Black Bear Cub Goes Sunday Shopping

Black Bear Cub Goes Sunday Shopping

Reuters - Light News Video Online (Oct. 23, 2014) Price check on honey? Bear cub startles Oregon drugstore shoppers. Rough Cut (no reporter narration). Video provided by Reuters
Powered by NewsLook.com
Dances With Wolves in China's Wild West

Dances With Wolves in China's Wild West

AFP (Oct. 23, 2014) One man is on a mission to boost the population of wolves in China's violence-wracked far west. The animal - symbol of the Uighur minority there - is under threat with a massive human resettlement program in the region. Duration: 00:41 Video provided by AFP
Powered by NewsLook.com
Breakfast Debate: To Eat Or Not To Eat?

Breakfast Debate: To Eat Or Not To Eat?

Newsy (Oct. 23, 2014) Conflicting studies published in the same week re-ignited the debate over whether we should be eating breakfast. Video provided by Newsy
Powered by NewsLook.com

Search ScienceDaily

Number of stories in archives: 140,361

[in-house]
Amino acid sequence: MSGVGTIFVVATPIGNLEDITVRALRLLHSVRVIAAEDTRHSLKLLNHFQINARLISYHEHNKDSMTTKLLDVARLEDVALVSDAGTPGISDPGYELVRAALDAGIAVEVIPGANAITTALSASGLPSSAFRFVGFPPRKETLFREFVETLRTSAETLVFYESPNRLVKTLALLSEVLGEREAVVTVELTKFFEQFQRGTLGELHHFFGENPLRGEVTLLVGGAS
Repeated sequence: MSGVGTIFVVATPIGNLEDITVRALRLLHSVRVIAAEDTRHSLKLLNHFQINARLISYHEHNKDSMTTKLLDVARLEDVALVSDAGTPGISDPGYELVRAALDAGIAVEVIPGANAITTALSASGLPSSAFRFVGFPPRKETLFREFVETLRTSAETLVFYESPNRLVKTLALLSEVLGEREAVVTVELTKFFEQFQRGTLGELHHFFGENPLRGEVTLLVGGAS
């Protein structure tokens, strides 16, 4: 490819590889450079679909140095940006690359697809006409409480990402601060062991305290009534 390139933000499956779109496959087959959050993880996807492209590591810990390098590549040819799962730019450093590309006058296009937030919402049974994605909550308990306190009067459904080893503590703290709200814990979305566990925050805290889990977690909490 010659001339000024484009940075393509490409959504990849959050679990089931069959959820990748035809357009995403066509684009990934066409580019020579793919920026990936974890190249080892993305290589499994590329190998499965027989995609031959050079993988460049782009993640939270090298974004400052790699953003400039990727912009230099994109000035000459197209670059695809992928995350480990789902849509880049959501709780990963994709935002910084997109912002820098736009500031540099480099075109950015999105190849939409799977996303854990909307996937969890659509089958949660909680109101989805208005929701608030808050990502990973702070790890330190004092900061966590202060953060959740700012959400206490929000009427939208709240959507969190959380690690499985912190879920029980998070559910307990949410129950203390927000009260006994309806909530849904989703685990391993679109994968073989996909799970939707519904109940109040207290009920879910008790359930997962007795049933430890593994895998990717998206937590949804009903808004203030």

Find with keyword(s):
Enter a keyword or phrase to search ScienceDaily for related topics and research stories.

Save/Print:
Share:

Breaking News:

Strange & Offbeat Stories


Plants & Animals

Earth & Climate

Fossils & Ruins

In Other News

... from NewsDaily.com

Science News

Health News

Environment News

Technology News



Save/Print:
Share:

Free Subscriptions


Get the latest science news with ScienceDaily's free email newsletters, updated daily and weekly. Or view hourly updated newsfeeds in your RSS reader:

Get Social & Mobile


Keep up to date with the latest news from ScienceDaily via social networks and mobile apps:

Have Feedback?


Tell us what you think of ScienceDaily -- we welcome both positive and negative comments. Have any problems using the site? Questions?
Mobile: iPhone Android Web
Follow: Facebook Twitter Google+
Subscribe: RSS Feeds Email Newsletters
Latest Headlines Health & Medicine Mind & Brain Space & Time Matter & Energy Computers & Math Plants & Animals Earth & Climate Fossils & Ruins